A substantial amount of global carbon is stored in mature trees. However, no experiments to date test how warming affects mature tree carbon storage. Using a unique, citywide, factorial experiment, we investigated how warming and insect herbivory affected physiological function and carbon sequestration (carbon stored per year) of mature trees. Urban warming increased herbivorous arthropod abundance on trees, but these herbivores had negligible effects on tree carbon sequestration. Instead, urban warming was associated with an estimated 12% loss of carbon sequestration, in part because photosynthesis was reduced at hotter sites. Ecosystem service assessments that do not consider urban conditions may overestimate urban tree carbon storage. Because urban and global warming are becoming more intense, our results suggest that urban trees will sequester even less carbon in the future.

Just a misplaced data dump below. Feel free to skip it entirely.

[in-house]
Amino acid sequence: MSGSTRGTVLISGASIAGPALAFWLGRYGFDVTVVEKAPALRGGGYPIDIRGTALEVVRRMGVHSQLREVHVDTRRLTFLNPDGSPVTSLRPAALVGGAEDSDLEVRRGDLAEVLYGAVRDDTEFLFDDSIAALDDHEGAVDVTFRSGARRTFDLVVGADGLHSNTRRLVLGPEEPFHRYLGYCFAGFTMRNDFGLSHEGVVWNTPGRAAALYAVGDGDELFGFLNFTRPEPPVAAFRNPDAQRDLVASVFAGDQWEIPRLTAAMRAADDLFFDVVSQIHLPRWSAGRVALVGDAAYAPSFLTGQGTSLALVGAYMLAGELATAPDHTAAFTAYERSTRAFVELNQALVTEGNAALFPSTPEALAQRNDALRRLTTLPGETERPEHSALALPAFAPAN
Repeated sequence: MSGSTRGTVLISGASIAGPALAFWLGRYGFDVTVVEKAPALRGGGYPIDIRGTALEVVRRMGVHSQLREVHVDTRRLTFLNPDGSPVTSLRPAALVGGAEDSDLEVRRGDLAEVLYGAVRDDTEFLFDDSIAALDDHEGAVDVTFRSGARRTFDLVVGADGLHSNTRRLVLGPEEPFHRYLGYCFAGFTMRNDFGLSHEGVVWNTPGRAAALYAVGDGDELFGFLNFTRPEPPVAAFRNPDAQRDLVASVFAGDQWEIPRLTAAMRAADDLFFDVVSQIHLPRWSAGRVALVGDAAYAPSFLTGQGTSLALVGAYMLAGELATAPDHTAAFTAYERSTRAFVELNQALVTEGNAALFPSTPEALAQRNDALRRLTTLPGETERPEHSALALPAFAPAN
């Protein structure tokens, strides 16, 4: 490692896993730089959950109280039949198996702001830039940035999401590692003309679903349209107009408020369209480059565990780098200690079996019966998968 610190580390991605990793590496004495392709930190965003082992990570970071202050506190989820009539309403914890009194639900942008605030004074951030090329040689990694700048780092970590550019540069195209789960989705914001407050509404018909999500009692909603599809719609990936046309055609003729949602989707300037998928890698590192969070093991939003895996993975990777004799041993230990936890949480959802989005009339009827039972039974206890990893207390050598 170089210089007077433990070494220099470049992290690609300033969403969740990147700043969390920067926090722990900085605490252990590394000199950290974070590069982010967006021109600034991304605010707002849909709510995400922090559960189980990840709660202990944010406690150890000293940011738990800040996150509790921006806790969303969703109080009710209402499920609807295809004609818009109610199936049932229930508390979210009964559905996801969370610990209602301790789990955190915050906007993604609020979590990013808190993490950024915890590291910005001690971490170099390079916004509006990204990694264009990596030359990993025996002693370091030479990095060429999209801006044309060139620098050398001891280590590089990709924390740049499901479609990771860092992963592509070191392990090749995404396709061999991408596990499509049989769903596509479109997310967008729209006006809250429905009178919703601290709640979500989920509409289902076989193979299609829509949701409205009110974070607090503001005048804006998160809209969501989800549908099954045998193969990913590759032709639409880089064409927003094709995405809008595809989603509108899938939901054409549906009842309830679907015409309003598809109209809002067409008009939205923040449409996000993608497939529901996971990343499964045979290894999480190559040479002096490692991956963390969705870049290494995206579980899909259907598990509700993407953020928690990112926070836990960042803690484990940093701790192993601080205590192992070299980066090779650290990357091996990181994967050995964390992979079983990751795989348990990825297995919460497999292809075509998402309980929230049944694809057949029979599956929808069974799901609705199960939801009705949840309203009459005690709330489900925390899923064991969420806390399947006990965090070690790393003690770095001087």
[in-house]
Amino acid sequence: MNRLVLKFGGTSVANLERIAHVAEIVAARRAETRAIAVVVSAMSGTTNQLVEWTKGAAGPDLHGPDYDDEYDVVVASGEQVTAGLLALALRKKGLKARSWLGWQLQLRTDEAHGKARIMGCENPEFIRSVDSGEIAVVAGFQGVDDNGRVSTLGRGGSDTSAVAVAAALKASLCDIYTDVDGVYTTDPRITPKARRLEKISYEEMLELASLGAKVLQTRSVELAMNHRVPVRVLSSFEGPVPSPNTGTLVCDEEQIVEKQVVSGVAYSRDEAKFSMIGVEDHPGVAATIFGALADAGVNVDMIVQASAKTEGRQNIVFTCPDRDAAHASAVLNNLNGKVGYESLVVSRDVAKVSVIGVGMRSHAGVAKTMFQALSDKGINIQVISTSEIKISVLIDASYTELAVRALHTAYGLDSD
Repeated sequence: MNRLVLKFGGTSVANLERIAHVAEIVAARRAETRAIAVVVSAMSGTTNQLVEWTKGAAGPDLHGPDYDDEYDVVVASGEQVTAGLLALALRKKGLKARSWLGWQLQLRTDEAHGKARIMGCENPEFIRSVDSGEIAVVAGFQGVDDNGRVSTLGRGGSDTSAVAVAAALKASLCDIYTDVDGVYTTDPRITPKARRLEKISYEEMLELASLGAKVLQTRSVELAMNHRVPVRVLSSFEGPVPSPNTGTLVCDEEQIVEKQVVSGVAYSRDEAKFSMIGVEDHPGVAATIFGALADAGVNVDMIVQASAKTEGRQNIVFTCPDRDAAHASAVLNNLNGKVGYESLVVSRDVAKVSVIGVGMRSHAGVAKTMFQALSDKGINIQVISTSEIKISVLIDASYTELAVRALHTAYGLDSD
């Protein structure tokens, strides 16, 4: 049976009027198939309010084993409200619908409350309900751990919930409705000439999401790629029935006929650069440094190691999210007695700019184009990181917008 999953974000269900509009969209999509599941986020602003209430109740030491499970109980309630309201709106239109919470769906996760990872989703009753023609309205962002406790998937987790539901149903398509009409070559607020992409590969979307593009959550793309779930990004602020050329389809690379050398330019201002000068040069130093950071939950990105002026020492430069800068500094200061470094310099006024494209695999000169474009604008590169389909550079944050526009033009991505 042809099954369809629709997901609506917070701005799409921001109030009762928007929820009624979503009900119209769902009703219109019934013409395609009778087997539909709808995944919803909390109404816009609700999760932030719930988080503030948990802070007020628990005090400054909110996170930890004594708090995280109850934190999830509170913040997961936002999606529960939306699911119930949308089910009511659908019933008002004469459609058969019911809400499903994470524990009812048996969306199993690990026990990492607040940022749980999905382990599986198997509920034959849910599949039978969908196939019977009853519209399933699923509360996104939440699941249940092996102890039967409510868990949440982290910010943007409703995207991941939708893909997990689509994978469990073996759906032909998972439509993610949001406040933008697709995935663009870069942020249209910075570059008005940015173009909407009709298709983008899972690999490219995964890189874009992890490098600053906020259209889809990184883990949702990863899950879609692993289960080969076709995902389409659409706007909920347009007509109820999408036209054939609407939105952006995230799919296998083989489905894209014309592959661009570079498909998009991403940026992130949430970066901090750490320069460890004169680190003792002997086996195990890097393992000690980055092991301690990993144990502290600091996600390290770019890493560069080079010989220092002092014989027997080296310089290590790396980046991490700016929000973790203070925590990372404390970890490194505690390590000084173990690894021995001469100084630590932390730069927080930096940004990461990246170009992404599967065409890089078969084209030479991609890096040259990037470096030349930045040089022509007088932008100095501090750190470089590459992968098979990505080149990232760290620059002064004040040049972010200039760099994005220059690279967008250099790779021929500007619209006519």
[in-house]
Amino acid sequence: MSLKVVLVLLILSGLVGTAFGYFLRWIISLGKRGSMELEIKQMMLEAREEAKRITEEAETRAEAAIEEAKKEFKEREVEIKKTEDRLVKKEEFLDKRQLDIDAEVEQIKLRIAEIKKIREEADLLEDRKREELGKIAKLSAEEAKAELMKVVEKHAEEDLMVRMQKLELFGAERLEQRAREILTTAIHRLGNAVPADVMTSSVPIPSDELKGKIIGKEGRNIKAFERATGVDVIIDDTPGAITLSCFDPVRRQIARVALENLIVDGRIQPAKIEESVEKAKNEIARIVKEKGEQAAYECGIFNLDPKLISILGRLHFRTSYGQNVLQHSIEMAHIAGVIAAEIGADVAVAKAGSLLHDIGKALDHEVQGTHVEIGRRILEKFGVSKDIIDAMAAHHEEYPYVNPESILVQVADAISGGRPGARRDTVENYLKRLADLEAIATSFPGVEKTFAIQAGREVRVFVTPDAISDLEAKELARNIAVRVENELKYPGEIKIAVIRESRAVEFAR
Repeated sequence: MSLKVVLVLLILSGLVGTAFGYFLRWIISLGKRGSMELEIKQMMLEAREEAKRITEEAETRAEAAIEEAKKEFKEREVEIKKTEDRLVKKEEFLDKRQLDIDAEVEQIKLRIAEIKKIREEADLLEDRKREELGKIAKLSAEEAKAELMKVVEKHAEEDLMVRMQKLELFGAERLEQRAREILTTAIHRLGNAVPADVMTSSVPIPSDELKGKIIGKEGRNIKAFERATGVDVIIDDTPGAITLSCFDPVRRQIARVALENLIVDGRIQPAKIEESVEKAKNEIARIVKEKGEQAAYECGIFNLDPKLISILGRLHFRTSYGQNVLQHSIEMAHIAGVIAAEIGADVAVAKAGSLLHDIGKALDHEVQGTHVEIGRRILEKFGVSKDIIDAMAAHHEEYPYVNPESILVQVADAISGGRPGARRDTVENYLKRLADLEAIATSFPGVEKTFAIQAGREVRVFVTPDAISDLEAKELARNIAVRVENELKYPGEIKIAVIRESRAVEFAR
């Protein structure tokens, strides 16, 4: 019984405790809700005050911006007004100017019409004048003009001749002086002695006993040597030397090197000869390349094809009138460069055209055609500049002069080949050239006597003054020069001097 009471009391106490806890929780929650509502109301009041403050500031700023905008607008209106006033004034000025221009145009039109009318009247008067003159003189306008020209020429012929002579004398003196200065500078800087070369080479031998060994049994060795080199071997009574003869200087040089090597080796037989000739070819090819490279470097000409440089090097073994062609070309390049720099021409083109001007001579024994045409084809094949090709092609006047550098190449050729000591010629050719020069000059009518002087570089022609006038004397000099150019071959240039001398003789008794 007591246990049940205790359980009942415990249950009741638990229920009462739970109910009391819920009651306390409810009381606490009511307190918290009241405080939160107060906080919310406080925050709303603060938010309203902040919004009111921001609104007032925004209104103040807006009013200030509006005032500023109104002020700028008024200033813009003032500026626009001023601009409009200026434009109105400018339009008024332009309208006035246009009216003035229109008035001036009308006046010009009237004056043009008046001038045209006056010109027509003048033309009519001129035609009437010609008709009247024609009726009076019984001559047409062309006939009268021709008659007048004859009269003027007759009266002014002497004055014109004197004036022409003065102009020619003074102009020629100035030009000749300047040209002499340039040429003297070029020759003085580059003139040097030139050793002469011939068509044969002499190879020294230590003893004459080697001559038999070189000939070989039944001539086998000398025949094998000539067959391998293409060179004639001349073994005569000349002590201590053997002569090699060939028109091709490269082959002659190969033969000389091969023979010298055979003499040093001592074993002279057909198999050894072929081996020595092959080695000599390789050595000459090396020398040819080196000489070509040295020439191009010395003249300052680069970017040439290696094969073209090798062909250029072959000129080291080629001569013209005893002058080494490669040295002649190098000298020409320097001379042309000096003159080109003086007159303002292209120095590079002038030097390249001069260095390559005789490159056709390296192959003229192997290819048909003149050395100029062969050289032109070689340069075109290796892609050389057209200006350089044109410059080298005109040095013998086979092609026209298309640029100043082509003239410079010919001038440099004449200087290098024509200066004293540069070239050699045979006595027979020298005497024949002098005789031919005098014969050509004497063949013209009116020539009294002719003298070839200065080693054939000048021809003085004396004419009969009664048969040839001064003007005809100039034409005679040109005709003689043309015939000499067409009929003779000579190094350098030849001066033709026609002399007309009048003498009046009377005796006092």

Electronic supplementary material is available online at https://dx.doi.org/10.6084/m9.figshare.c.3473685.
- Received July 13, 2016.
- Accepted September 16, 2016.
- © 2016 The Author(s)
Published by the Royal Society. All rights reserved.